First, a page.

Early birds’ complicated chorus

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OLYMPUS DIGITAL CAMERA

Ever since I fixed the hole in my leaking water butt in the garden several weeks ago, it has never rained, so, as I write, I still don’t know if it’s water tight!

April has been an incredibly dry month but certainly it has helped butterflies, bees, and birds to kick-start their annual breeding programme. Moths, too have been extremely numerous, despite the occasional frosty night and many species have been appearing at traps across the Borders several weeks earlier than usual.

Talking about early, I was up at 5am the other morning to do the first stage of an annual bird breeding survey, which I have been doing for a few years. It entails visiting a predetermined 1km square twice during the breeding season and crossing it twice in different directions, following the same route each time, to note every kind of bird seen or heard.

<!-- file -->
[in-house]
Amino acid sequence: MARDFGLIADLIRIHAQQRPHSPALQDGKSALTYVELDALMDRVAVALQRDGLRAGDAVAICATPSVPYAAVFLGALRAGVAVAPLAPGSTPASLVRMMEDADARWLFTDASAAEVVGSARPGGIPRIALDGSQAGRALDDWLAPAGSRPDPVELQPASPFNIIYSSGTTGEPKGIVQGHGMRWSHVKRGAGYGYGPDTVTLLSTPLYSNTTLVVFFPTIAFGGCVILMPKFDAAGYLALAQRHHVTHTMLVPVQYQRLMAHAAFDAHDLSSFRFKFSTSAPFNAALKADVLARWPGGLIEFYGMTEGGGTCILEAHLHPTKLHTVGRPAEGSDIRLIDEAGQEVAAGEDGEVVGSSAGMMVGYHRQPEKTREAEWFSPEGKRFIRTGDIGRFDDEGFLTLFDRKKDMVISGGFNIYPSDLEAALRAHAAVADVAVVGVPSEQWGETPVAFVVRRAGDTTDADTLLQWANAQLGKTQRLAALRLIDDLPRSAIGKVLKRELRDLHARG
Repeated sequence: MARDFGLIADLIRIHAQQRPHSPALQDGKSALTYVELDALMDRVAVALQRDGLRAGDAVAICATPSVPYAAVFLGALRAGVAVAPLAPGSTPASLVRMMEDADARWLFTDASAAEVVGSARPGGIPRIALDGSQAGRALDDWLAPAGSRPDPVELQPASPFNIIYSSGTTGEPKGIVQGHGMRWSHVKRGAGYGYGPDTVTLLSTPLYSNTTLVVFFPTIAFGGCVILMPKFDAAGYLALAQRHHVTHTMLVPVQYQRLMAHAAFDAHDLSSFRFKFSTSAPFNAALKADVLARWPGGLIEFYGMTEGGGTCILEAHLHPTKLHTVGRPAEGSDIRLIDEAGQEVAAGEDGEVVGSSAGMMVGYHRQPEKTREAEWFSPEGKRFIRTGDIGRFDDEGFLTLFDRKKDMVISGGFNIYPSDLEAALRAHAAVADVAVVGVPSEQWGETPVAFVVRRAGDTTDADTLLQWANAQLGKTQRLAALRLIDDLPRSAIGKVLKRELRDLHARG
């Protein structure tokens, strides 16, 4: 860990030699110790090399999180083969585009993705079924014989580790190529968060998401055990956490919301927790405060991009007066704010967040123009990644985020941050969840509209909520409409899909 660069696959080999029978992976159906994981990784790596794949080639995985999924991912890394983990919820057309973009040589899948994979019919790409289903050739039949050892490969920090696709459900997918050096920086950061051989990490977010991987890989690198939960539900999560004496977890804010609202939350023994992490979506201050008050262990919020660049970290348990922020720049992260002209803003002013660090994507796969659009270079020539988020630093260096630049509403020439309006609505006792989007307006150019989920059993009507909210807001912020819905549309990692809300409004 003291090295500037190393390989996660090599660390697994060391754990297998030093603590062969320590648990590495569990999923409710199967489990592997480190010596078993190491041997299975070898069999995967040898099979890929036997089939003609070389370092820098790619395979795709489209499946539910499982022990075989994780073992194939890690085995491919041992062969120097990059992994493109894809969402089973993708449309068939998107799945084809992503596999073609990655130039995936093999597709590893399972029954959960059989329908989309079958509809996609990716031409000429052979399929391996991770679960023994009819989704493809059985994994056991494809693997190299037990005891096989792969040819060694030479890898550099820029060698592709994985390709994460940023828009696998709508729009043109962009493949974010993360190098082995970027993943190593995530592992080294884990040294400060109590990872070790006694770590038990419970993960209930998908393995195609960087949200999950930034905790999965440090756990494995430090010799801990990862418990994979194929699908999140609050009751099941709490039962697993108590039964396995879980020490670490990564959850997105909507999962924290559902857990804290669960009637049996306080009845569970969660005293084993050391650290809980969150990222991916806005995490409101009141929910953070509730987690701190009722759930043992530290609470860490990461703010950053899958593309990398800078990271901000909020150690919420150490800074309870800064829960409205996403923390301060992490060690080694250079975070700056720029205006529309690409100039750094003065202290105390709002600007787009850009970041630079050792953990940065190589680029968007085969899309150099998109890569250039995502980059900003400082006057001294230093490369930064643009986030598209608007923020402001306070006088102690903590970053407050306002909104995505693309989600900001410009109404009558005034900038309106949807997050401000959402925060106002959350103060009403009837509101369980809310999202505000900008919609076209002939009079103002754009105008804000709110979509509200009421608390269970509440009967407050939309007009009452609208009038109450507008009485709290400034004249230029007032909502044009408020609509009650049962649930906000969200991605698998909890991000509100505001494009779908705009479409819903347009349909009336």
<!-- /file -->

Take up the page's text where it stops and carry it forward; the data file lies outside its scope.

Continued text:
In May, it gets a bit noisy just after sunrise with every bird in the area trying to outdo its neighbour, so it takes a bit of practice to stand and try and sort them all out. It takes concentration and the ability to try and filter out the different songsters, but it is great fun.

My patch is mainly arable fields and coniferous woodland, so I can get quite a good mixture. The best birds of the day were a flock of about 20 crossbills seen feeding on some spruce cones and a single singing nuthatch, which is not uncommon in the Borders nowadays, but it was the first ever recorded in my square, so their advance continues. It’s not just the birds that make the outing special but on such a glorious sunny morning, the whole ambience of that time of day is unique. Roe deer and squirrels are frequently encountered, but seldom other human beings, which adds to the enjoyment.

At that time of day, the lambs seem to be hyperactive as the first rays of sun warm their backs and they can be seen careering round the fields in gangs, full of enthusiasm and the joys of being alive.

One group I simply had to photograph as they stood and weighed me up, with the low sun shining through their ears, giving them a red hue. Once they ascertained I was no threat, they resumed their cavorting with renewed vigour.

Spring for me is all too short and an early start ensures that every ounce of enjoyment can be squeezed out of every day.